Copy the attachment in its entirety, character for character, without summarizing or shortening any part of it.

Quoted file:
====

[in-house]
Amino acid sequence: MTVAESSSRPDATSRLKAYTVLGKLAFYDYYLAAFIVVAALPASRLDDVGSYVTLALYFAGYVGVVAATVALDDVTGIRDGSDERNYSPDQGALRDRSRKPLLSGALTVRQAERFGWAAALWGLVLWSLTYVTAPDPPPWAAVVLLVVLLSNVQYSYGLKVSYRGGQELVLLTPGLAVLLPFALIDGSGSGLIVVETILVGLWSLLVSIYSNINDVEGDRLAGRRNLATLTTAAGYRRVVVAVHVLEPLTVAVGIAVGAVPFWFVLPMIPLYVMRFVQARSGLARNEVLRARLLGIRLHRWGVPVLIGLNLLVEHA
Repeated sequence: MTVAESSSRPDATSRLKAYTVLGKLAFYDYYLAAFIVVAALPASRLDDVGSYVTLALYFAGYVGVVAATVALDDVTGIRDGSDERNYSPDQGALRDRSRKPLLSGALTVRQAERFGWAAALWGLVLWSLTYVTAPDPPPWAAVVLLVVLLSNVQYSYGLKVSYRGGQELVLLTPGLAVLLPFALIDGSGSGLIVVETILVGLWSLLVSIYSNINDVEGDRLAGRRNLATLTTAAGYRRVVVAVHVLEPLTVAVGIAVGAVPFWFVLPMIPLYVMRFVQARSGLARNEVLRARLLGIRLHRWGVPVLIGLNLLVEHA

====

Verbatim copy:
[in-house]
Amino acid sequence: MTVAESSSRPDATSRLKAYTVLGKLAFYDYYLAAFIVVAALPASRLDDVGSYVTLALYFAGYVGVVAATVALDDVTGIRDGSDERNYSPDQGALRDRSRKPLLSGALTVRQAERFGWAAALWGLVLWSLTYVTAPDPPPWAAVVLLVVLLSNVQYSYGLKVSYRGGQELVLLTPGLAVLLPFALIDGSGSGLIVVETILVGLWSLLVSIYSNINDVEGDRLAGRRNLATLTTAAGYRRVVVAVHVLEPLTVAVGIAVGAVPFWFVLPMIPLYVMRFVQARSGLARNEVLRARLLGIRLHRWGVPVLIGLNLLVEHA
Repeated sequence: MTVAESSSRPDATSRLKAYTVLGKLAFYDYYLAAFIVVAALPASRLDDVGSYVTLALYFAGYVGVVAATVALDDVTGIRDGSDERNYSPDQGALRDRSRKPLLSGALTVRQAERFGWAAALWGLVLWSLTYVTAPDPPPWAAVVLLVVLLSNVQYSYGLKVSYRGGQELVLLTPGLAVLLPFALIDGSGSGLIVVETILVGLWSLLVSIYSNINDVEGDRLAGRRNLATLTTAAGYRRVVVAVHVLEPLTVAVGIAVGAVPFWFVLPMIPLYVMRFVQARSGLARNEVLRARLLGIRLHRWGVPVLIGLNLLVEHA